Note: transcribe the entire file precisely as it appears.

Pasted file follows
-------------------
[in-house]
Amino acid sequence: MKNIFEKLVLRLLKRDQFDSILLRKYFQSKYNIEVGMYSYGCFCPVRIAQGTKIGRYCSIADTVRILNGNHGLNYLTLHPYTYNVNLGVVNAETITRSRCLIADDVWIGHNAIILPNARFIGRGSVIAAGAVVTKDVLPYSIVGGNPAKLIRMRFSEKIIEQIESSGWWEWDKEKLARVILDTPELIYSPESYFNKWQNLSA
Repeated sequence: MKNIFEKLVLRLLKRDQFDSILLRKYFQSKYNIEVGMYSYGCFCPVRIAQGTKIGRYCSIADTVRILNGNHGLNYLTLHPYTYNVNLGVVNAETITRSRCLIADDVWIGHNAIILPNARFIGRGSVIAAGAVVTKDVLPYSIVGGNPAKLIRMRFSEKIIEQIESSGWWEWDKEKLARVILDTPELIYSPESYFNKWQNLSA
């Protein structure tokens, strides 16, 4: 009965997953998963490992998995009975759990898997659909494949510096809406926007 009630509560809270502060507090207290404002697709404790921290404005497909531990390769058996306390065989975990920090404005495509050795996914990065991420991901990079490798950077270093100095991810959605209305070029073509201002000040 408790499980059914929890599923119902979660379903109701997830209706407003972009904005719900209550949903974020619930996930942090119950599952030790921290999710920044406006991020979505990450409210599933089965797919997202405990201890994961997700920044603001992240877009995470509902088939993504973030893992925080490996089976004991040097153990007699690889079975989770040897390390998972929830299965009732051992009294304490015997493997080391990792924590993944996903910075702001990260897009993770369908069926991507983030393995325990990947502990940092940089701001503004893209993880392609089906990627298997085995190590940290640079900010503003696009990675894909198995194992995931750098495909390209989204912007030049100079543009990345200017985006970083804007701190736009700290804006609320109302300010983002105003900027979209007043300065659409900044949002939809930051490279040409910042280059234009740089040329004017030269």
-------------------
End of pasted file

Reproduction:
[in-house]
Amino acid sequence: MKNIFEKLVLRLLKRDQFDSILLRKYFQSKYNIEVGMYSYGCFCPVRIAQGTKIGRYCSIADTVRILNGNHGLNYLTLHPYTYNVNLGVVNAETITRSRCLIADDVWIGHNAIILPNARFIGRGSVIAAGAVVTKDVLPYSIVGGNPAKLIRMRFSEKIIEQIESSGWWEWDKEKLARVILDTPELIYSPESYFNKWQNLSA
Repeated sequence: MKNIFEKLVLRLLKRDQFDSILLRKYFQSKYNIEVGMYSYGCFCPVRIAQGTKIGRYCSIADTVRILNGNHGLNYLTLHPYTYNVNLGVVNAETITRSRCLIADDVWIGHNAIILPNARFIGRGSVIAAGAVVTKDVLPYSIVGGNPAKLIRMRFSEKIIEQIESSGWWEWDKEKLARVILDTPELIYSPESYFNKWQNLSA
């Protein structure tokens, strides 16, 4: 009965997953998963490992998995009975759990898997659909494949510096809406926007 009630509560809270502060507090207290404002697709404790921290404005497909531990390769058996306390065989975990920090404005495509050795996914990065991420991901990079490798950077270093100095991810959605209305070029073509201002000040 408790499980059914929890599923119902979660379903109701997830209706407003972009904005719900209550949903974020619930996930942090119950599952030790921290999710920044406006991020979505990450409210599933089965797919997202405990201890994961997700920044603001992240877009995470509902088939993504973030893992925080490996089976004991040097153990007699690889079975989770040897390390998972929830299965009732051992009294304490015997493997080391990792924590993944996903910075702001990260897009993770369908069926991507983030393995325990990947502990940092940089701001503004893209993880392609089906990627298997085995190590940290640079900010503003696009990675894909198995194992995931750098495909390209989204912007030049100079543009990345200017985006970083804007701190736009700290804006609320109302300010983002105003900027979209007043300065659409900044949002939809930051490279040409910042280059234009740089040329004017030269």